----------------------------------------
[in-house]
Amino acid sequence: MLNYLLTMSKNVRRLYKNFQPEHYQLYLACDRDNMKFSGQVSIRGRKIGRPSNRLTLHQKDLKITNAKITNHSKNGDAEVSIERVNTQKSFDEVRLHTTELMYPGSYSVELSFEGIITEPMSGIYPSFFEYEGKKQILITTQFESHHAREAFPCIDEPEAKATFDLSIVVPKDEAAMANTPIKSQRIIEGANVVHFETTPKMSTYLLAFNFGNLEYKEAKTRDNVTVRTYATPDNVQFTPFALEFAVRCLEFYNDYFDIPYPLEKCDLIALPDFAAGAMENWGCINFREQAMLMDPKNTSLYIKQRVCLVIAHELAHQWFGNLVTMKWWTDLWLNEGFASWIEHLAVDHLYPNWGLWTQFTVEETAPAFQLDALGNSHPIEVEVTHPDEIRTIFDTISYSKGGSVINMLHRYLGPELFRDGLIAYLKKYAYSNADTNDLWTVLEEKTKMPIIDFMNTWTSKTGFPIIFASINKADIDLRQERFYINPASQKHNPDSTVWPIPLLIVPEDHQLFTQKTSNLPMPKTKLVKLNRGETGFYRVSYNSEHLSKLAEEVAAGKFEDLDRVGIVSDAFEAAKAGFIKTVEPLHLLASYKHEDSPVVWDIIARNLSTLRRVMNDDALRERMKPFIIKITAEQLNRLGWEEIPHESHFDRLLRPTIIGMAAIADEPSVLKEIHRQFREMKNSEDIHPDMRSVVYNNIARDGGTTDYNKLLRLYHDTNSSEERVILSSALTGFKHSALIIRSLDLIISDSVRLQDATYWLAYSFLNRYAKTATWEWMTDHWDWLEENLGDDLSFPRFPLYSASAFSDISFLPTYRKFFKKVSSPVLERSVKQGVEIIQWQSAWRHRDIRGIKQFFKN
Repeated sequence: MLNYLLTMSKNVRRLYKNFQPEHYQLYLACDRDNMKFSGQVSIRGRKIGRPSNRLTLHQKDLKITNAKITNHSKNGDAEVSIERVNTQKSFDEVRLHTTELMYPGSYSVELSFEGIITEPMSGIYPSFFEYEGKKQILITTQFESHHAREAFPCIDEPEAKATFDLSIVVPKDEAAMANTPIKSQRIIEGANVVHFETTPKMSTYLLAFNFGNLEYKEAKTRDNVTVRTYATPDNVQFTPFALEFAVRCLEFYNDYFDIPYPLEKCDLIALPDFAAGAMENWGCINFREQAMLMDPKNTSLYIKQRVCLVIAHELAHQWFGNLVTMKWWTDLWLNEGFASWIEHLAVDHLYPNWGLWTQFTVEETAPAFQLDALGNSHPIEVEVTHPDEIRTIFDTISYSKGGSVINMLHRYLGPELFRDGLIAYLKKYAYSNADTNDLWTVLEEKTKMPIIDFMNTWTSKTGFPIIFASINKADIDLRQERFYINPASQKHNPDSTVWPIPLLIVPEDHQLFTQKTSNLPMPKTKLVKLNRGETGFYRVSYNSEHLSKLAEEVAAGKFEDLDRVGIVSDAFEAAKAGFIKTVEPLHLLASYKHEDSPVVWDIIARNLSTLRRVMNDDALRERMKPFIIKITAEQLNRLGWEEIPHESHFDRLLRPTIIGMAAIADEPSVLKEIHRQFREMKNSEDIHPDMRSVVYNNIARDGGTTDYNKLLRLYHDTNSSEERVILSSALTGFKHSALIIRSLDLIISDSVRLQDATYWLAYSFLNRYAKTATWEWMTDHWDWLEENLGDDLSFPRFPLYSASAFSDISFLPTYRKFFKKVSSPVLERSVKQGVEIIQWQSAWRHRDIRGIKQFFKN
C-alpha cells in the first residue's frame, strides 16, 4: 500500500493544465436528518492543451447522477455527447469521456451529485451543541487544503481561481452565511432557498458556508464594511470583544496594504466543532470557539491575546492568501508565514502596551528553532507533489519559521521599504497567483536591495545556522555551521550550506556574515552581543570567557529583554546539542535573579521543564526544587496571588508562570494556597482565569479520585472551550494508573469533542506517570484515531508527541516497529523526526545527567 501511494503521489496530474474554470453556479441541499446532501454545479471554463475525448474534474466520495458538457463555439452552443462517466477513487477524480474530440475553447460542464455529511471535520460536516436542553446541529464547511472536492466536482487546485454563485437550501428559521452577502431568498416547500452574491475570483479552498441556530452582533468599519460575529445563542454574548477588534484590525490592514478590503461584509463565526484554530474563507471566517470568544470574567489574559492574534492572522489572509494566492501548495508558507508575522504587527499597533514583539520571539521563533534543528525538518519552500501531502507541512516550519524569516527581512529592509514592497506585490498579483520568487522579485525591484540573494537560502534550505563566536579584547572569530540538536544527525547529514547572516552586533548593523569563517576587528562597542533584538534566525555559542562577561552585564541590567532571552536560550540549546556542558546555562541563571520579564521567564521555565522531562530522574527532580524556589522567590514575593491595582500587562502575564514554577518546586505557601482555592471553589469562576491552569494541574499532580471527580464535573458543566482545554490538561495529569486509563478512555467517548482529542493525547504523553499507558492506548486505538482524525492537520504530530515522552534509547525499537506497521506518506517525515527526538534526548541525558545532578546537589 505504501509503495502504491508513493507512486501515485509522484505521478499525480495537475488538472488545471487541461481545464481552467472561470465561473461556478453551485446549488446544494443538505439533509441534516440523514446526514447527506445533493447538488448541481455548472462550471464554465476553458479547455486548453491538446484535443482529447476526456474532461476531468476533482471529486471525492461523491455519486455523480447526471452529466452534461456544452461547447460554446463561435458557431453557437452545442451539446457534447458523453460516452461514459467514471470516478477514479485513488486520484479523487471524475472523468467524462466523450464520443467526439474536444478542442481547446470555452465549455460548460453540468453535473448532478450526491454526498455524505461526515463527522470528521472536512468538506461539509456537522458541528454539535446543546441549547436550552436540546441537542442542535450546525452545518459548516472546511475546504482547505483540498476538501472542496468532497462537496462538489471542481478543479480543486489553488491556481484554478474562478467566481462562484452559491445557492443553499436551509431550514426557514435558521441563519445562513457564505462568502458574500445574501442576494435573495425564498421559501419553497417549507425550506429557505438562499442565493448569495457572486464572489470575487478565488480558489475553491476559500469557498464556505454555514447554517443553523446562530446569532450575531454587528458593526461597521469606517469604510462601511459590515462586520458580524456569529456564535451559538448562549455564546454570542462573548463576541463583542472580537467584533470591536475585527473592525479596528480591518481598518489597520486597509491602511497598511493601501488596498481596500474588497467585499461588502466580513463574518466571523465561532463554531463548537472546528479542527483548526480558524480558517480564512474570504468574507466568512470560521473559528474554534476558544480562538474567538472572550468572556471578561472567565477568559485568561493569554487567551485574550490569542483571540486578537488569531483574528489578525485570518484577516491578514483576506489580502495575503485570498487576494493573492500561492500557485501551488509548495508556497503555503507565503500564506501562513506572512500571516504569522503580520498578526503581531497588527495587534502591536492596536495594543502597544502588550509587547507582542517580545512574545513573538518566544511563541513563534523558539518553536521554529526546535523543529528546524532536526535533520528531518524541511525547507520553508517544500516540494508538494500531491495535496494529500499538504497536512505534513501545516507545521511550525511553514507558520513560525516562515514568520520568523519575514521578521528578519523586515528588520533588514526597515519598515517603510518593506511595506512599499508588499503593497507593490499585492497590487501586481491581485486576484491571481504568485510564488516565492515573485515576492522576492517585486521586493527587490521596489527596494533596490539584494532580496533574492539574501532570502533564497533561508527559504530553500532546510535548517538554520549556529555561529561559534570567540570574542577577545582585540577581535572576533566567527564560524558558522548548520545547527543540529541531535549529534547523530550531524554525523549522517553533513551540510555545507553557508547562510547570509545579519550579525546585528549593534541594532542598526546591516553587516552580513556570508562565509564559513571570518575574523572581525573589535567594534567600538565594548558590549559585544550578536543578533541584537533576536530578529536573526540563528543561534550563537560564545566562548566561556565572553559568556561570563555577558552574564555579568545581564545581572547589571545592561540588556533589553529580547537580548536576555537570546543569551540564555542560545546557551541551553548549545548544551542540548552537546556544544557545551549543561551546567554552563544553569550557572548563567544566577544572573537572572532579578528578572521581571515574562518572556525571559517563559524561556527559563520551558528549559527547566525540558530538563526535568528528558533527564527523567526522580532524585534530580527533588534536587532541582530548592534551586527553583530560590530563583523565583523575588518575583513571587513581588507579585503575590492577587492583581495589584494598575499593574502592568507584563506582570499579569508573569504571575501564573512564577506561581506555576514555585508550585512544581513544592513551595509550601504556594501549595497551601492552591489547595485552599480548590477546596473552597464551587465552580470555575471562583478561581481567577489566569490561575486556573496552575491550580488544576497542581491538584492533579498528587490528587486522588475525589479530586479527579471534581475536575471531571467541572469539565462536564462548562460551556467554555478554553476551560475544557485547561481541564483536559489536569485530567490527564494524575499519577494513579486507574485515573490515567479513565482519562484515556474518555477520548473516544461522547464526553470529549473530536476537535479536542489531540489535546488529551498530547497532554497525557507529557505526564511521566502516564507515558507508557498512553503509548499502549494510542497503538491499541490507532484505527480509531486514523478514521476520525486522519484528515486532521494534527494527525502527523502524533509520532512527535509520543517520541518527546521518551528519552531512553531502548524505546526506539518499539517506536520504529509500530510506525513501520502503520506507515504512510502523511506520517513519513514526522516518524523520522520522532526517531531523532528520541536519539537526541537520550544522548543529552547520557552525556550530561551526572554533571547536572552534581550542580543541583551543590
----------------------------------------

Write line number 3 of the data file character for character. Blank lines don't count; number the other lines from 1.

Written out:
Repeated sequence: MLNYLLTMSKNVRRLYKNFQPEHYQLYLACDRDNMKFSGQVSIRGRKIGRPSNRLTLHQKDLKITNAKITNHSKNGDAEVSIERVNTQKSFDEVRLHTTELMYPGSYSVELSFEGIITEPMSGIYPSFFEYEGKKQILITTQFESHHAREAFPCIDEPEAKATFDLSIVVPKDEAAMANTPIKSQRIIEGANVVHFETTPKMSTYLLAFNFGNLEYKEAKTRDNVTVRTYATPDNVQFTPFALEFAVRCLEFYNDYFDIPYPLEKCDLIALPDFAAGAMENWGCINFREQAMLMDPKNTSLYIKQRVCLVIAHELAHQWFGNLVTMKWWTDLWLNEGFASWIEHLAVDHLYPNWGLWTQFTVEETAPAFQLDALGNSHPIEVEVTHPDEIRTIFDTISYSKGGSVINMLHRYLGPELFRDGLIAYLKKYAYSNADTNDLWTVLEEKTKMPIIDFMNTWTSKTGFPIIFASINKADIDLRQERFYINPASQKHNPDSTVWPIPLLIVPEDHQLFTQKTSNLPMPKTKLVKLNRGETGFYRVSYNSEHLSKLAEEVAAGKFEDLDRVGIVSDAFEAAKAGFIKTVEPLHLLASYKHEDSPVVWDIIARNLSTLRRVMNDDALRERMKPFIIKITAEQLNRLGWEEIPHESHFDRLLRPTIIGMAAIADEPSVLKEIHRQFREMKNSEDIHPDMRSVVYNNIARDGGTTDYNKLLRLYHDTNSSEERVILSSALTGFKHSALIIRSLDLIISDSVRLQDATYWLAYSFLNRYAKTATWEWMTDHWDWLEENLGDDLSFPRFPLYSASAFSDISFLPTYRKFFKKVSSPVLERSVKQGVEIIQWQSAWRHRDIRGIKQFFKN